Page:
Oxwich Marsh 12 October 2014: finches, chats and blue tits.

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The weather this morning was ideal for ringing: there was no discernible wind for the first couple of hours, and it was overcast and dull.
We put 330 feet of net in the fen meadow and 160 feet of net in the scrub.  The rate of take up of sunflower hearts from the feeders had increased markedly over the previous two weeks, and large flocks of goldfinches had been seen around the net rides.  The aim was therefore to catch some of the finches, a few late-moving summer migrants, and some more goldcrests (with the outside chance that we would catch something else in with them).
In the event it was a varied session, with 127 birds trapped.  The breakdown was as follows:

Species New Re-trapped Total
Sparrowhawk 1 0 1
Kingfisher 1 0 1
Meadow Pipit 0 1 1
Wren 3 0 3
Dunnock 3 3 6
Robin 1 1 2
Stonechat 2 0 2
Blackcap 3 0 3
Chiffchaff 3 0 3
Goldcrest 10 0 10
0 1 1
Blue Tit 25 5 30
Great Tit 0 2 2
Chaffinch 11 0 11
Greenfinch 5 0 5
Goldfinch 34 11 45
Reed Bunting 1 0 1
Total: 103 24 127

The features of the catch were another 10 goldcrests, taking the annual total over 50 birds ringed, a juvenile female kingfisher (the 6th unique bird of the year), male and female stonechats, a third sparrowhawk of the year (a young male), a few blackcaps and chiffchaffs, and a considerable catch of goldfinches (45) and blue tits (30).  The goldfinches and blue tits were mainly juveniles, suggesting good productivity in both species.  It appears, however that the sub-Saharan migrants may now have departed for the year.
The final totals of new long-distance migrants are therefore included below (which we would be happy to amend!):
Species 2013 2014
Sand Martin 0 14
Swallow 23 382
House Martin 0 1
Tree Pipit 0 13
2 6
Sedge Warbler 61 116
Reed Warbler 110 144
0 2
Whitethroat 15 42
Garden Warbler 0 21
Wood Warbler 0 1
22 92
As can be seen with regard to the table, far larger numbers of long distance migrants have been caught on the marsh in 2014 than were trapped in 2013.  This reflects greater effort in 2014, more net being routinely deployed and possibly a better breeding season for many species (albeit we will have to wait for Constant Effort Site data to be released by the BTO to confirm this).  The table excludes a few control birds (those ringed elsewhere) and between year re-traps of birds ringed on the marsh.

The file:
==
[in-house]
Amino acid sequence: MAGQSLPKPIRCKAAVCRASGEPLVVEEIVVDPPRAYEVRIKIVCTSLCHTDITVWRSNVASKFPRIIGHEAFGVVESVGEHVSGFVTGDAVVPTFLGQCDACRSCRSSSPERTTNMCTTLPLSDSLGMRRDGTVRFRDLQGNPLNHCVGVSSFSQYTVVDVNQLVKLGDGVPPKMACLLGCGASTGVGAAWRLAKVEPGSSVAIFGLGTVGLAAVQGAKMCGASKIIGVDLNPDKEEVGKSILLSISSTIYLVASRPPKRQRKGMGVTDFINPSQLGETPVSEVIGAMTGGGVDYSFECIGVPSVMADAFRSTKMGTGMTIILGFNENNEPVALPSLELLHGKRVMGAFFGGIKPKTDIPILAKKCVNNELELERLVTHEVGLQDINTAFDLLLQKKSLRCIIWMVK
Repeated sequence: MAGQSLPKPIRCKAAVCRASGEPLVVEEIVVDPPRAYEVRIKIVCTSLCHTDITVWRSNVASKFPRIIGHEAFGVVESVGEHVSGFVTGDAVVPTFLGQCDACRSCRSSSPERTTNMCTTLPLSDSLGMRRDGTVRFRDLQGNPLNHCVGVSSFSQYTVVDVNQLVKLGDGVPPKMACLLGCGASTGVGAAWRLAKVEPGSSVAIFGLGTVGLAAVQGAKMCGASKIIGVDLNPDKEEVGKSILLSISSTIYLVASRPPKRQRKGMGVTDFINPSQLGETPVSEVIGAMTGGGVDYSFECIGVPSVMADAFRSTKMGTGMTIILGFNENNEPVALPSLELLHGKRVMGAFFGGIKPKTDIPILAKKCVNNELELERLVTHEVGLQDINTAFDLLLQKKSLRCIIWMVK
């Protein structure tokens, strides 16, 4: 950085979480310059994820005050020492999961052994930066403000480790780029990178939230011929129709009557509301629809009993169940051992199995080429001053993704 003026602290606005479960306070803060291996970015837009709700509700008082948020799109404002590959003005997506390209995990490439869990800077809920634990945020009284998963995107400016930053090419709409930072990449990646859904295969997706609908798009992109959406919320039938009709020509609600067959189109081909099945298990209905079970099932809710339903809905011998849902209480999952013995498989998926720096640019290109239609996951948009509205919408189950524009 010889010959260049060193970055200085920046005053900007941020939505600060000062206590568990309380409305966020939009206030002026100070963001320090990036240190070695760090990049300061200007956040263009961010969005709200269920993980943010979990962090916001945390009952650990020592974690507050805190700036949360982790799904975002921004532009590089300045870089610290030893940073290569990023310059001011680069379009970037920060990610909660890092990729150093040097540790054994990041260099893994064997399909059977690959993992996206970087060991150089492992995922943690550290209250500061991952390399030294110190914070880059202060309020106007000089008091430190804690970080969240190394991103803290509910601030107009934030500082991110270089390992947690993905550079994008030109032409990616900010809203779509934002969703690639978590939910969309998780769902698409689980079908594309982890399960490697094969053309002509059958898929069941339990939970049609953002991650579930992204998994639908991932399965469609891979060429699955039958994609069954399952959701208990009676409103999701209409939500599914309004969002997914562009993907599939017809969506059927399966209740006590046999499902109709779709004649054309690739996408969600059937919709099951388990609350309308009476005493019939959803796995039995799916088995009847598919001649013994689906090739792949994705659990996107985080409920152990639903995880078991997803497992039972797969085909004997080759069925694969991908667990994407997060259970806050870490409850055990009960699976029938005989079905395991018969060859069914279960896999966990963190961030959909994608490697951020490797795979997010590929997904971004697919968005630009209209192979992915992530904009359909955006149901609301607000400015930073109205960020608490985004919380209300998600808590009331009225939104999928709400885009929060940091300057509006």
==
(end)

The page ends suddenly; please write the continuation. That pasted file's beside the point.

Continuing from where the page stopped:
Swallow is currently our most ringed species on the marsh in 2014 (although it is likely to be overtaken by year end by goldfinch and blue tit), which is pleasing.  Garden warbler is a scarce autumn migrant in Gower: in many years only 1-2 autumn sightings are including in the annual Gower bird report, so 21 birds ringed this autumn is excellent.  Catching wood warbler on the marsh in the spring was extremely unexpected and welcome, while thirteen tree pipits will comprise a considerable proportion of the Welsh total based on recent BTO annual breakdowns. 

Pictures of the male stonechat and the sparrowhawk, taken by Charlie, are below.

Thanks to Charlie Sargent, Darren Hicks and Keith Vaughton for company and assistance this morning.

Owain Gabb


Stonechat (1st winter male)
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